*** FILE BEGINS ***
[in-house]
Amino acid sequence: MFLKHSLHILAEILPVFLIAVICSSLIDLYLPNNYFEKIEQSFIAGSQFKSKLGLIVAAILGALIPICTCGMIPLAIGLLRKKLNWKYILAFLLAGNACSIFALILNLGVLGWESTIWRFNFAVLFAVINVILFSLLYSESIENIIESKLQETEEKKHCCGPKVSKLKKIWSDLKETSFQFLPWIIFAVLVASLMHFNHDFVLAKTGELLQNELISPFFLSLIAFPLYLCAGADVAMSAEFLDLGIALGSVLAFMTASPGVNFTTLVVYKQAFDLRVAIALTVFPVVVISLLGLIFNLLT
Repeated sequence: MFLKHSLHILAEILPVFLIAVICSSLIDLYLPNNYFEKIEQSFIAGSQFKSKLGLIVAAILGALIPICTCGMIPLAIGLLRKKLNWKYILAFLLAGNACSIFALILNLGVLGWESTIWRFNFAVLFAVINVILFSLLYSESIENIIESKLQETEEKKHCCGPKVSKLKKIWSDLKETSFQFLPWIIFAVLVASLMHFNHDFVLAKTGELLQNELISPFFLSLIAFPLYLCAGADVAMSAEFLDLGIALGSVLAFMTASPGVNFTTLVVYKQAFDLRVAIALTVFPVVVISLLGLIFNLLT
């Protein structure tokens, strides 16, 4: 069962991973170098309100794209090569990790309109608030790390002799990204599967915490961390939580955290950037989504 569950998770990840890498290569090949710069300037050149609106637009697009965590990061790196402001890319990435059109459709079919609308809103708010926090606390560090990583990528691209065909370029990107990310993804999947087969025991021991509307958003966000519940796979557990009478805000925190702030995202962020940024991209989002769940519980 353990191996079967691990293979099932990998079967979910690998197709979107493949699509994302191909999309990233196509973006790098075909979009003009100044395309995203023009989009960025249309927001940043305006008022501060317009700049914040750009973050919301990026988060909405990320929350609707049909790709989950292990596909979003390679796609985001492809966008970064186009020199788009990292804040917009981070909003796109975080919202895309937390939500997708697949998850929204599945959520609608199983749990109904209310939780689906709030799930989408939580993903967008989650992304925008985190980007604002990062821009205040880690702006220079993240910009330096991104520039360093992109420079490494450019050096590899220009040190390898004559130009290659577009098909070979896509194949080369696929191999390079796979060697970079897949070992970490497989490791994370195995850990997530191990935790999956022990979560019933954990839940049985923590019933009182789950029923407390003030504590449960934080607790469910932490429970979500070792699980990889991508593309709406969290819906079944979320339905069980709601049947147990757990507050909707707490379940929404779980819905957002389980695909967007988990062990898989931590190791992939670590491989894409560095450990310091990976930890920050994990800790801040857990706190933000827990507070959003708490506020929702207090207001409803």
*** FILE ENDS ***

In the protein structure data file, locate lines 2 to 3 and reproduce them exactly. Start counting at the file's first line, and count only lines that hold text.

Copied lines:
Amino acid sequence: MFLKHSLHILAEILPVFLIAVICSSLIDLYLPNNYFEKIEQSFIAGSQFKSKLGLIVAAILGALIPICTCGMIPLAIGLLRKKLNWKYILAFLLAGNACSIFALILNLGVLGWESTIWRFNFAVLFAVINVILFSLLYSESIENIIESKLQETEEKKHCCGPKVSKLKKIWSDLKETSFQFLPWIIFAVLVASLMHFNHDFVLAKTGELLQNELISPFFLSLIAFPLYLCAGADVAMSAEFLDLGIALGSVLAFMTASPGVNFTTLVVYKQAFDLRVAIALTVFPVVVISLLGLIFNLLT
Repeated sequence: MFLKHSLHILAEILPVFLIAVICSSLIDLYLPNNYFEKIEQSFIAGSQFKSKLGLIVAAILGALIPICTCGMIPLAIGLLRKKLNWKYILAFLLAGNACSIFALILNLGVLGWESTIWRFNFAVLFAVINVILFSLLYSESIENIIESKLQETEEKKHCCGPKVSKLKKIWSDLKETSFQFLPWIIFAVLVASLMHFNHDFVLAKTGELLQNELISPFFLSLIAFPLYLCAGADVAMSAEFLDLGIALGSVLAFMTASPGVNFTTLVVYKQAFDLRVAIALTVFPVVVISLLGLIFNLLT